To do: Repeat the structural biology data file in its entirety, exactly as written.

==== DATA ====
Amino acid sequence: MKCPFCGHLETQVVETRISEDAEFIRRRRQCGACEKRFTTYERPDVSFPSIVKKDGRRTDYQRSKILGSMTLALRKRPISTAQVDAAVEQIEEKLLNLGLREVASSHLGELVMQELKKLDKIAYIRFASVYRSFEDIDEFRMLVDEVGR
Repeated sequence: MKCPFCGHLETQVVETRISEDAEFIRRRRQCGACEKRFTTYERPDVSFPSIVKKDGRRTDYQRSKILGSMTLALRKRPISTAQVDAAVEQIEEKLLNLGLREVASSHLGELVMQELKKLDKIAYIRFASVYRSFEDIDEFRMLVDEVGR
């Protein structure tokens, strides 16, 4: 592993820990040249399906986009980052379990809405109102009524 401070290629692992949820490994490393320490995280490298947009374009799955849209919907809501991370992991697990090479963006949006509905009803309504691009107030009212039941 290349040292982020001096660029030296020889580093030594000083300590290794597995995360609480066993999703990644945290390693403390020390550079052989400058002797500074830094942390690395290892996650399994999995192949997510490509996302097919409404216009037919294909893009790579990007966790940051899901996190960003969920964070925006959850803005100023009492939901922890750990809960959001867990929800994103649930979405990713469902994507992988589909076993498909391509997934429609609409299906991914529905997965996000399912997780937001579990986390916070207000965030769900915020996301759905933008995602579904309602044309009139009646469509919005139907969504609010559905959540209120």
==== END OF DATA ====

Amino acid sequence: MKCPFCGHLETQVVETRISEDAEFIRRRRQCGACEKRFTTYERPDVSFPSIVKKDGRRTDYQRSKILGSMTLALRKRPISTAQVDAAVEQIEEKLLNLGLREVASSHLGELVMQELKKLDKIAYIRFASVYRSFEDIDEFRMLVDEVGR
Repeated sequence: MKCPFCGHLETQVVETRISEDAEFIRRRRQCGACEKRFTTYERPDVSFPSIVKKDGRRTDYQRSKILGSMTLALRKRPISTAQVDAAVEQIEEKLLNLGLREVASSHLGELVMQELKKLDKIAYIRFASVYRSFEDIDEFRMLVDEVGR
């Protein structure tokens, strides 16, 4: 592993820990040249399906986009980052379990809405109102009524 401070290629692992949820490994490393320490995280490298947009374009799955849209919907809501991370992991697990090479963006949006509905009803309504691009107030009212039941 290349040292982020001096660029030296020889580093030594000083300590290794597995995360609480066993999703990644945290390693403390020390550079052989400058002797500074830094942390690395290892996650399994999995192949997510490509996302097919409404216009037919294909893009790579990007966790940051899901996190960003969920964070925006959850803005100023009492939901922890750990809960959001867990929800994103649930979405990713469902994507992988589909076993498909391509997934429609609409299906991914529905997965996000399912997780937001579990986390916070207000965030769900915020996301759905933008995602579904309602044309009139009646469509919005139907969504609010559905959540209120």